Russia Today reported that on May 25 of this year protests were scheduled against American "agribusiness" giant Mon(ster)santo. The article is here:
What I find disturbing here is, predictably, Mon(ster)santo's attitude, best summed up in the encyclical pronunciamenti of its CEO, Hugh Grant:
"They're the most-tested food product that the world has ever seen. Europe set up its own Food Standards Agency, which has now spent €300 million ($403.7 million), and has concluded that these technologies are safe,” Grant said in January. “France determined there's no safety issue on a corn line we submitted there. So there's always a great deal of political noise and turmoil. If you strip that back and you get to the science, the science is very strong around these technologies.'”
Uh huh. That's settles it for me: a government bureaucracy, which can be easily bought, and staffed with a revolving door of "scientists" moving easily from that very corporation or others like it, into the regulatory agency, and then back out again... in other words, the "science" can be bought, or rather, the appearance of science. Grant's attitude is thus a bit dated in the post-Warren Commission, post-Watergate-Iran-Contra-BCCI-Nugan Hand-Waco-Oklahoma City-WTC Bombing-9/11-world: if a government says it's ok, then it's ok.
Surely, Mr. Grant, you're joking.
But I'm afraid he probably isn't, because he's atop a multi-billion dollar corporation in a multi-billion dollar industry, and could really, in the final analysis, care less about the science or even the healthfulness of his product.
It's not about that, it's about profits, and, at a much deeper level, control of the world's food supply and the elimination of those pesky naturally occurring, non-patentable, seeds that anyone can buy, and then husband and grow.
But there's also some convenient omissions here in Mr. Grant's memory, for if memory serves, countries in Europe - Poland, Hungary and Russia itself, for example - have banned specific GMO products, and if memory serves me correctly, there are some scientific reports that do raise issues about the safety of GMOs. And if memory serves, Mon(ster)santo exerted pressure on the Blair government in Great Britain to suppress some findings of certain reports of certain of its scientists who could not be bought, and who, as a result of said pressure, lost their jobs and their reputations... That's the nice thing about being a big corporation with lots of money and bought and paid for science: you can also rewrite history, and blot the inconvenient footnote out of public memory.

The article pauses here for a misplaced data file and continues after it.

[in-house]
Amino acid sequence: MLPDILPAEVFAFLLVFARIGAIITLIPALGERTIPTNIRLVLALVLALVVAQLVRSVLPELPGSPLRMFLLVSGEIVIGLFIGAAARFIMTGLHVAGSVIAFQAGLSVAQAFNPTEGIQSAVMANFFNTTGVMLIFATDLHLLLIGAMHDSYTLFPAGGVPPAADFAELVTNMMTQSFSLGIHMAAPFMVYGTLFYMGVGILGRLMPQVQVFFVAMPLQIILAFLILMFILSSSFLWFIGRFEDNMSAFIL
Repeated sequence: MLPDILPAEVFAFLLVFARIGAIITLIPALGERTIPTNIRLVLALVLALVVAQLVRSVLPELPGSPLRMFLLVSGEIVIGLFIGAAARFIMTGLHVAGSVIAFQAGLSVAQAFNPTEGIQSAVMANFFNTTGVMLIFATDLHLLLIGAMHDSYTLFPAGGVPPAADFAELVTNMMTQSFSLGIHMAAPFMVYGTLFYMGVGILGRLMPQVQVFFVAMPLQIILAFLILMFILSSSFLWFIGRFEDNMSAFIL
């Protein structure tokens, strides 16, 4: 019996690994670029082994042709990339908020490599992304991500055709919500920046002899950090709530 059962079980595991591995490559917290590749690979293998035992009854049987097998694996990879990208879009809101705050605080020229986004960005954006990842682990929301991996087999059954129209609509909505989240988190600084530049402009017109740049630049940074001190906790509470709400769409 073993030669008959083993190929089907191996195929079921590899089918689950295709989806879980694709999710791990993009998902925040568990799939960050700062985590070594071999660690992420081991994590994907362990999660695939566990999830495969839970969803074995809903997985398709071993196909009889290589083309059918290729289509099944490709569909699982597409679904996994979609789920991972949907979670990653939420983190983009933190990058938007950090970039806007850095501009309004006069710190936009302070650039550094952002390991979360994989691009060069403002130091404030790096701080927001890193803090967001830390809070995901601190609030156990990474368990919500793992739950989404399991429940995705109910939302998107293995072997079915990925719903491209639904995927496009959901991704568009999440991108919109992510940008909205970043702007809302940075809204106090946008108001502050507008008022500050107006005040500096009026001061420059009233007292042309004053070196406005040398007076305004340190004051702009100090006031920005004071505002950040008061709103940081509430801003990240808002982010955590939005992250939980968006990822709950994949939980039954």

But let's assume none of this is true. That there are absolutely no conflicting science reports; absolutely not one tiniest shred, not one jot or tittle of information, not the most miniscule datapoint against GMOs, nowhere, anywhere, not even in "pseudoscience." The real point of the protests, I would argue, is that with something so fundamental as the world food supply, that testing thus far is inadequate. And most importantly, that farmers should be able to plant ordinary everyday non-patentable seeds, and that people should be able to eat their produce and know what's in it.
That, I suspect, is the deepest reason for Mon(ster)santo's blatantly mercantilist policies and its alliance with government, for it knows that it would not survive in the marketplace where genuine choices were offered. It could trot forward all the reports with all the PhDs in the world, and people would still prefer non-Roundup ready ordinary everyday average corn and carrots and peas... It's choice, and people, that Mon(ster)santo and its bought and paid for sock puppets in various governments and their scientific regulatory agencies are really afraid of.
... life is good; eat GMOs, drink GMOs, and be merry...
See you on the flip side.